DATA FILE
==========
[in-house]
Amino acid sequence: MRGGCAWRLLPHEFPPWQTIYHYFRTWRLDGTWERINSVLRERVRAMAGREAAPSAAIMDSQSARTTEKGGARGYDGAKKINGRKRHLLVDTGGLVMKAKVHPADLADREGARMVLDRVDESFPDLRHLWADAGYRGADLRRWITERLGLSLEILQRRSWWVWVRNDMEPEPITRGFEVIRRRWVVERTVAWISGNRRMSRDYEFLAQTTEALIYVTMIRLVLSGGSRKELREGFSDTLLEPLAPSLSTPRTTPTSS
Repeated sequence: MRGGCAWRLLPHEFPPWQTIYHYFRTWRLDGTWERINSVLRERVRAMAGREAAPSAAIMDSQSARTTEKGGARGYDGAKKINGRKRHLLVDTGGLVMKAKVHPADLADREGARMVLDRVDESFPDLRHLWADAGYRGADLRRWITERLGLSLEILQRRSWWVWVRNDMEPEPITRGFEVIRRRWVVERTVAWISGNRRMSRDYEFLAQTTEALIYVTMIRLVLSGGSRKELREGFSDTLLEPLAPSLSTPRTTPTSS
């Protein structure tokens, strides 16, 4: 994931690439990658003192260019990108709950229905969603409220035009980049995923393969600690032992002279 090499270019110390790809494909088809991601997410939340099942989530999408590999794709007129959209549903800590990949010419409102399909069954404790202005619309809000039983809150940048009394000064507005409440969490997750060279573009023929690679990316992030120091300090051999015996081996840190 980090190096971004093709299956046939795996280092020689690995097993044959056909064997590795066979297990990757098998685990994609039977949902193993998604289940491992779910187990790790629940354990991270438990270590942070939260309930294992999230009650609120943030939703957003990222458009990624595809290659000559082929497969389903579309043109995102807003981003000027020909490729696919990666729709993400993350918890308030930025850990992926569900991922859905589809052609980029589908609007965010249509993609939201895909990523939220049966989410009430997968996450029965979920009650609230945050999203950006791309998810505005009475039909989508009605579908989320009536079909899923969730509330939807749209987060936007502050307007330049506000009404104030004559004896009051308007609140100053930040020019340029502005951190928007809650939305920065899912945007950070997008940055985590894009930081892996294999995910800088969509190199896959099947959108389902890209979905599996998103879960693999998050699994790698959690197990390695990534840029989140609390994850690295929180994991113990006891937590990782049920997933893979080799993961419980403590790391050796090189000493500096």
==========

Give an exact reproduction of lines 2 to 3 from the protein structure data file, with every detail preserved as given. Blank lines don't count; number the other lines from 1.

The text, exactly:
Amino acid sequence: MRGGCAWRLLPHEFPPWQTIYHYFRTWRLDGTWERINSVLRERVRAMAGREAAPSAAIMDSQSARTTEKGGARGYDGAKKINGRKRHLLVDTGGLVMKAKVHPADLADREGARMVLDRVDESFPDLRHLWADAGYRGADLRRWITERLGLSLEILQRRSWWVWVRNDMEPEPITRGFEVIRRRWVVERTVAWISGNRRMSRDYEFLAQTTEALIYVTMIRLVLSGGSRKELREGFSDTLLEPLAPSLSTPRTTPTSS
Repeated sequence: MRGGCAWRLLPHEFPPWQTIYHYFRTWRLDGTWERINSVLRERVRAMAGREAAPSAAIMDSQSARTTEKGGARGYDGAKKINGRKRHLLVDTGGLVMKAKVHPADLADREGARMVLDRVDESFPDLRHLWADAGYRGADLRRWITERLGLSLEILQRRSWWVWVRNDMEPEPITRGFEVIRRRWVVERTVAWISGNRRMSRDYEFLAQTTEALIYVTMIRLVLSGGSRKELREGFSDTLLEPLAPSLSTPRTTPTSS